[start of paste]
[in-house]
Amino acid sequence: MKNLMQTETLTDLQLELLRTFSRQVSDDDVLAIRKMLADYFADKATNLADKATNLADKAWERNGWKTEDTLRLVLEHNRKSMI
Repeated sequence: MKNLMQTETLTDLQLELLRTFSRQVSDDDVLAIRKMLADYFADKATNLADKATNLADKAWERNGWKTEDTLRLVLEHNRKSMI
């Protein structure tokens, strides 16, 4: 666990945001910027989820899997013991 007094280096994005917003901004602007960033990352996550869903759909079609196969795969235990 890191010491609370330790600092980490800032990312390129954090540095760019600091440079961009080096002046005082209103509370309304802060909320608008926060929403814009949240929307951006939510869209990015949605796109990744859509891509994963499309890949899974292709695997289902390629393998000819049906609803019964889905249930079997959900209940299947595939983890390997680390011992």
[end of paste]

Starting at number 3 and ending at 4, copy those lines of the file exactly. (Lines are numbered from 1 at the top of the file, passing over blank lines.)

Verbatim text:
Repeated sequence: MKNLMQTETLTDLQLELLRTFSRQVSDDDVLAIRKMLADYFADKATNLADKATNLADKAWERNGWKTEDTLRLVLEHNRKSMI
């Protein structure tokens, strides 16, 4: 666990945001910027989820899997013991 007094280096994005917003901004602007960033990352996550869903759909079609196969795969235990 890191010491609370330790600092980490800032990312390129954090540095760019600091440079961009080096002046005082209103509370309304802060909320608008926060929403814009949240929307951006939510869209990015949605796109990744859509891509994963499309890949899974292709695997289902390629393998000819049906609803019964889905249930079997959900209940299947595939983890390997680390011992």